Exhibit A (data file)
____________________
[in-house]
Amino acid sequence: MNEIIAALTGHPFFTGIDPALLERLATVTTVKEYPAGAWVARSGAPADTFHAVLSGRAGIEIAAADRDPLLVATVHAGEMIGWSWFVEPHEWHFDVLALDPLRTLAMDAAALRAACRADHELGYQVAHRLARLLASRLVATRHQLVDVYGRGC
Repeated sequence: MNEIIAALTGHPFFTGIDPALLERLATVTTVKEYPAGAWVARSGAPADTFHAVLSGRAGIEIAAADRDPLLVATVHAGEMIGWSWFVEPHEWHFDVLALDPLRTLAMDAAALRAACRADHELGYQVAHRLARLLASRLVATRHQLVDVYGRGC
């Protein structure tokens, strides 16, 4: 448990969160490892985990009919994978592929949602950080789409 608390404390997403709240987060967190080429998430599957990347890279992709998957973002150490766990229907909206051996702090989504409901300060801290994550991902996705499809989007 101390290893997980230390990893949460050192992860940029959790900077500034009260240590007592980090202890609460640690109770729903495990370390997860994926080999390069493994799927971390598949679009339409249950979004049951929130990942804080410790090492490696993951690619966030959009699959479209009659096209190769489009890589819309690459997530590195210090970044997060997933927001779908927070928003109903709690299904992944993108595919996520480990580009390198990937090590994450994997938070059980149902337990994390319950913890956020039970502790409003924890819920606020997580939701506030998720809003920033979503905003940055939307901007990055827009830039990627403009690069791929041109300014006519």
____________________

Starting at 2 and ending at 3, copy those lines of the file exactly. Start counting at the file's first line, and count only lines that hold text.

Amino acid sequence: MNEIIAALTGHPFFTGIDPALLERLATVTTVKEYPAGAWVARSGAPADTFHAVLSGRAGIEIAAADRDPLLVATVHAGEMIGWSWFVEPHEWHFDVLALDPLRTLAMDAAALRAACRADHELGYQVAHRLARLLASRLVATRHQLVDVYGRGC
Repeated sequence: MNEIIAALTGHPFFTGIDPALLERLATVTTVKEYPAGAWVARSGAPADTFHAVLSGRAGIEIAAADRDPLLVATVHAGEMIGWSWFVEPHEWHFDVLALDPLRTLAMDAAALRAACRADHELGYQVAHRLARLLASRLVATRHQLVDVYGRGC